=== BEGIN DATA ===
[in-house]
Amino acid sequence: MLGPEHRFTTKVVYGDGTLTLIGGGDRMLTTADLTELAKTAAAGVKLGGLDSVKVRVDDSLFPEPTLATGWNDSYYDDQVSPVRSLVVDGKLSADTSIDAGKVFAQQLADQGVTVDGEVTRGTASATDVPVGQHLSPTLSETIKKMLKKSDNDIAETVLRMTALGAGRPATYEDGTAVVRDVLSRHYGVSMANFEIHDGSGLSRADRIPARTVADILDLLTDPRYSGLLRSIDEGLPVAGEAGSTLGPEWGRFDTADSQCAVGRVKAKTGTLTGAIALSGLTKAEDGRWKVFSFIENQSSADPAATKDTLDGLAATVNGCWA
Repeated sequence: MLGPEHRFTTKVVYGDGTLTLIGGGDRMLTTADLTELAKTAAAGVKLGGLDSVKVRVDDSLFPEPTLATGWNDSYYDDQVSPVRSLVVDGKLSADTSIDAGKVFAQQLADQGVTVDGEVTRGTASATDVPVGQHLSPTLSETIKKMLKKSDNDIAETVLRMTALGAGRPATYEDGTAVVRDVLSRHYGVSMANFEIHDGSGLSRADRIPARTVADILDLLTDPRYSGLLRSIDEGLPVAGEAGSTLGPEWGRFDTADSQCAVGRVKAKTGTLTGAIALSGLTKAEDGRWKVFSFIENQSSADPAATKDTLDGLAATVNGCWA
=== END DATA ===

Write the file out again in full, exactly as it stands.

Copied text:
[in-house]
Amino acid sequence: MLGPEHRFTTKVVYGDGTLTLIGGGDRMLTTADLTELAKTAAAGVKLGGLDSVKVRVDDSLFPEPTLATGWNDSYYDDQVSPVRSLVVDGKLSADTSIDAGKVFAQQLADQGVTVDGEVTRGTASATDVPVGQHLSPTLSETIKKMLKKSDNDIAETVLRMTALGAGRPATYEDGTAVVRDVLSRHYGVSMANFEIHDGSGLSRADRIPARTVADILDLLTDPRYSGLLRSIDEGLPVAGEAGSTLGPEWGRFDTADSQCAVGRVKAKTGTLTGAIALSGLTKAEDGRWKVFSFIENQSSADPAATKDTLDGLAATVNGCWA
Repeated sequence: MLGPEHRFTTKVVYGDGTLTLIGGGDRMLTTADLTELAKTAAAGVKLGGLDSVKVRVDDSLFPEPTLATGWNDSYYDDQVSPVRSLVVDGKLSADTSIDAGKVFAQQLADQGVTVDGEVTRGTASATDVPVGQHLSPTLSETIKKMLKKSDNDIAETVLRMTALGAGRPATYEDGTAVVRDVLSRHYGVSMANFEIHDGSGLSRADRIPARTVADILDLLTDPRYSGLLRSIDEGLPVAGEAGSTLGPEWGRFDTADSQCAVGRVKAKTGTLTGAIALSGLTKAEDGRWKVFSFIENQSSADPAATKDTLDGLAATVNGCWA